6. A rectangle- like

7. A triangle - like

8. A group of dots

9. A simple top bifurcation

10. A simple bottom bifurcation

11. A double eye

12. Crossing line

13. A closing bottom bifurcation

14. A delta-like opening

15. A simple opening

16. A closing top bifurcation

17. A pentagonal arrangement

18. A branch like top bifurcation

19. A star-like bifurcation

20. A fence

21. A branch-like bottom bifurcation

22. A double fence

23. A hexagonal arrangement

Classification of the patterns of the lines on the red part of the lips given by Kasprzak is as follows. If the lines prevail, the pattern is described as linear, “L.” If the bifurcation is dominant, it is called bifurcate, “R.” If the line cross, the pattern is dubbed reticular, “S.” In case of no superiority the pattern is named undetermined, “N.” [9,10].

Lip Print Analysis

To analyse the lip print for individual identification, three technical methods can be used

1. The method of determining common features. Establishment of seven to nine fine characteristic findings, as suggested by Kasprzak, lead to positive identification. This is similar to dactyloscopy.

2. The method of photographic montage

3. The contour method.

Lip Scoring

Prabhu have for the first time introduced the Weighted Value Scoring System to calculate the LIP SCORE for each lip [6].

The divided the lip into four quadrant ie. Upper right (I), Upper left (II), Lower right (III) and lower left (IV). Arabic numerals were given to each type of groove as follows (Table 1).


Table 1: Arabic Numerals to Each Type of Groove.

By summing the weighted lip line score values, lip score in each quadrant for an individual subject was calculated. By adding the scores of all the four lip quadrants the LIP SCORE for each individual was calculated.

Lip prints use in individual identification

Sharma [20] in 2009 studied middle part of lower lip of app 10 mm width in 100 individuals (50 males and 50 females). Study area was as recommended by Sivapathasundaram et al. [21] Determination of sex of an individual was done as per Vahanwala et al. [22].

Type 1, 1’ – dominant – female

Type 2- dominant- female

Type 3- present- male

Type 4- male

Type 5 – male

They concluded that no lip prints studied matched and thus is an unique feature of each individual and thus can be considered as positive characteristic feature for individual identification.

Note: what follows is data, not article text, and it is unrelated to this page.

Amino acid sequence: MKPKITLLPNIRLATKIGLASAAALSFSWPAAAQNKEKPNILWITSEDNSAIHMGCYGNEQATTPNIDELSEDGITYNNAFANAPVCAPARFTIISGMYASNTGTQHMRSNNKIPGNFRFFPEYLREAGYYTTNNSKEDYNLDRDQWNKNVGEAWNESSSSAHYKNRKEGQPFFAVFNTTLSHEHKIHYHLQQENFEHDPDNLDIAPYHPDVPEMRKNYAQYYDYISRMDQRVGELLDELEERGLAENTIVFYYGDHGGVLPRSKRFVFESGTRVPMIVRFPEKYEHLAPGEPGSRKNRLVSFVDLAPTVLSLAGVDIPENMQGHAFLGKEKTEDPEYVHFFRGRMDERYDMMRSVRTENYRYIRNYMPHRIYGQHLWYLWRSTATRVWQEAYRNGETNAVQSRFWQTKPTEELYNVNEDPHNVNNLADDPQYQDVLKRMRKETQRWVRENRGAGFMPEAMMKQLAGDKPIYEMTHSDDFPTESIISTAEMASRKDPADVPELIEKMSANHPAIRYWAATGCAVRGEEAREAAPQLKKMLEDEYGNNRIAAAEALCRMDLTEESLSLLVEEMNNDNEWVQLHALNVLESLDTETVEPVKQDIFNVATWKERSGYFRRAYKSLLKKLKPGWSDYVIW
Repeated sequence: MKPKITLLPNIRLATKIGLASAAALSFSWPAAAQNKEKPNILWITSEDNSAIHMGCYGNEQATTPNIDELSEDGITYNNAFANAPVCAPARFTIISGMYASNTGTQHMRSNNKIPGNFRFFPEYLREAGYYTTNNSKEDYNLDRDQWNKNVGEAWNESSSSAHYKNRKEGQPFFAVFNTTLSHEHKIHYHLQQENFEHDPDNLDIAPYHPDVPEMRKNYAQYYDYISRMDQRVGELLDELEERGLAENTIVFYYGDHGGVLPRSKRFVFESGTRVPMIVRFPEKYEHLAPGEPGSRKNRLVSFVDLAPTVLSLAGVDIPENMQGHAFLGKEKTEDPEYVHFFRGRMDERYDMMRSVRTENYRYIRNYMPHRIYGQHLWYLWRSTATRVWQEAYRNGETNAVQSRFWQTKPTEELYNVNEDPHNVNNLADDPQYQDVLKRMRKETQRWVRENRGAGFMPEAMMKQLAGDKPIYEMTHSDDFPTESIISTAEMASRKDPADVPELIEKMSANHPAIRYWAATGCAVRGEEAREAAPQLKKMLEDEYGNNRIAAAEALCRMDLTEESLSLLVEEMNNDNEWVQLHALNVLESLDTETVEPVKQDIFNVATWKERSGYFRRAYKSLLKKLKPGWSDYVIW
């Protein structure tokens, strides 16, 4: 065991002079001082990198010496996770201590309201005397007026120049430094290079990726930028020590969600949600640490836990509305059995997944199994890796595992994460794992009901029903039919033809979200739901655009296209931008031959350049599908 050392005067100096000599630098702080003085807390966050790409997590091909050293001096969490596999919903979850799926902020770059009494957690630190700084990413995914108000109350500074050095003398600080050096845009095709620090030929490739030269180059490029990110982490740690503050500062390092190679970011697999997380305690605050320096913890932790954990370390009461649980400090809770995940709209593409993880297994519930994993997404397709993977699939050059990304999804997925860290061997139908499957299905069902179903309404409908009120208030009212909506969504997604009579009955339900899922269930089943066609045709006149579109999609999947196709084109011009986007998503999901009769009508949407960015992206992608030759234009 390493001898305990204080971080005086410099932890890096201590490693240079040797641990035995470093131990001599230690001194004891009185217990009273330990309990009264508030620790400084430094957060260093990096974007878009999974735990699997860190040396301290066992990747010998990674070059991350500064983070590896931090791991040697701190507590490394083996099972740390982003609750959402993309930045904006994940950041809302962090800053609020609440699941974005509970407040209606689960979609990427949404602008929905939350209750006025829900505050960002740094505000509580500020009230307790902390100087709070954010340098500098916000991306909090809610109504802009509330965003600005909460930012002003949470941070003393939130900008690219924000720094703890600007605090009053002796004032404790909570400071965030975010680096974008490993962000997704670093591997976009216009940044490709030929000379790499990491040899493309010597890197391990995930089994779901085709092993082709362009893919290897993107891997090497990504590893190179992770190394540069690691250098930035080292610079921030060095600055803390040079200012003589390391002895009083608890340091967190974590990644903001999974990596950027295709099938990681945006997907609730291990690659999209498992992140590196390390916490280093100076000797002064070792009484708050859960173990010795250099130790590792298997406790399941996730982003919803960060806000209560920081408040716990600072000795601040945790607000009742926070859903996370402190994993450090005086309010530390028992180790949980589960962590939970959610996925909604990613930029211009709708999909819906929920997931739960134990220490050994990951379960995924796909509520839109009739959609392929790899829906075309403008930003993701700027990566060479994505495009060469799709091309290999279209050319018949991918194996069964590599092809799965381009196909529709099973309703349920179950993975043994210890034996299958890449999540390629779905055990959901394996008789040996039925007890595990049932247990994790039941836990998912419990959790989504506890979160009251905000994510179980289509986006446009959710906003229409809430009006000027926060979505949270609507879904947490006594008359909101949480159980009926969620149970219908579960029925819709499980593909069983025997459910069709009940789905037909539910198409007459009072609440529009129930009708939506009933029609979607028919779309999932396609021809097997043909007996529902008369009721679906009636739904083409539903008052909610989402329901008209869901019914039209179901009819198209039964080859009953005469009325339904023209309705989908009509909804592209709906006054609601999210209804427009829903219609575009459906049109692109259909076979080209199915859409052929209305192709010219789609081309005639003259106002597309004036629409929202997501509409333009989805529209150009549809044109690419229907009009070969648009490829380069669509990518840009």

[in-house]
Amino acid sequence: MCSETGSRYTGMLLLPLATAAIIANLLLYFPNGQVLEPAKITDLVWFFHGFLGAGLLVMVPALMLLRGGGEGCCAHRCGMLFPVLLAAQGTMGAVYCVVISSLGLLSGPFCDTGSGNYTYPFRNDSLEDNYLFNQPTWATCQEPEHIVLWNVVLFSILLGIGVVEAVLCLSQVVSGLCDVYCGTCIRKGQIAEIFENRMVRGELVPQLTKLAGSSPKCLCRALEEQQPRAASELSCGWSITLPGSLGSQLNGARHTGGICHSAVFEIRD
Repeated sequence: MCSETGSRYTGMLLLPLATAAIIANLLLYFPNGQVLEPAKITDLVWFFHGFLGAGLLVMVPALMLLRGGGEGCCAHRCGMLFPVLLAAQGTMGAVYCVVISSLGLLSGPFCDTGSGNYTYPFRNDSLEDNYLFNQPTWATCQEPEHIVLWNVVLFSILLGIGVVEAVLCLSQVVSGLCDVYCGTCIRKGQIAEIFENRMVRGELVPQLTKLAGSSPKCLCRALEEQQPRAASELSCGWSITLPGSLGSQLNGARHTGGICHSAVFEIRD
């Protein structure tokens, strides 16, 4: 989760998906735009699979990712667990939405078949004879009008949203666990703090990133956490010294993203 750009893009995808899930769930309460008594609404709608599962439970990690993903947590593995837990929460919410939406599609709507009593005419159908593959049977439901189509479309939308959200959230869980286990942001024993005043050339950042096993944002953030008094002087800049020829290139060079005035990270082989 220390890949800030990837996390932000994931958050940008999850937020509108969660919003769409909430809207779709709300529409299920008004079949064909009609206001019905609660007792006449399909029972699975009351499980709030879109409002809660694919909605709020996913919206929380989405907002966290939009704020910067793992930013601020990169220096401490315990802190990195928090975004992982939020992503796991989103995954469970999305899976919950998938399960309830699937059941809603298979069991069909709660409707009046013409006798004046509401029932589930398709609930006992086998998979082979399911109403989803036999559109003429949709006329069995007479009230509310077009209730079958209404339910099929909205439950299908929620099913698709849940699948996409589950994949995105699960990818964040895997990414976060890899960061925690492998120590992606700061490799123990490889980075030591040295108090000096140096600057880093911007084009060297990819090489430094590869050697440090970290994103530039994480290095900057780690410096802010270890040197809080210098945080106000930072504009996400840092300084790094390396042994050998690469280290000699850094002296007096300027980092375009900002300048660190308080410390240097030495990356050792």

El Domiaty et al. [23] studied 966 Saudi individuals including 13 identical twins and 19 families. Study was performed on 6 topographic areas as per Renaud’s classification. They concluded that lip print is unique for each individual even in twins and family relatives.

Augustine et al. [24] studied lip prints of 600 individuals (280 males and 320 females). They divided the upper and lower lip into four parts each. Study was performed according to Tsuchihashi’s classification. They concluded that lateral areas of lips showed significant difference in lip prints in males and females, while there was no significant difference in medial segments. But overall there was difference in lip prints in genders. They also studied hereditary resemblance between parents and offsprings. Their study showed difference of positive resemblance between mothers and offspring and between fathers and offspring was not found to be statistically significant. They concluded that a psotive hereditary pattern does exist between parents and offspring, but there does not seem to be a particular paternal or maternal influence on the pattern.


Cheiloscopy as a forensic investigation tool is gaining importance since last few decades. Great strides have been made in the collection, analysis and interpretation of the lip prints. Items such as photographs, cigarette butts, drinking glasses, cups, letters should be closely examined as such items may give valuable information for individual identification [9,10]. Advances have been made in the techniques and dyes, for developing lip prints [23-32]. Software’s are now available for its analysis [33]. However extensive knowledge still is lacking in the subject and have to be high lightened, so that important evidences are not lost, and the identification of a victim and /or a criminal does not remain unnoticed.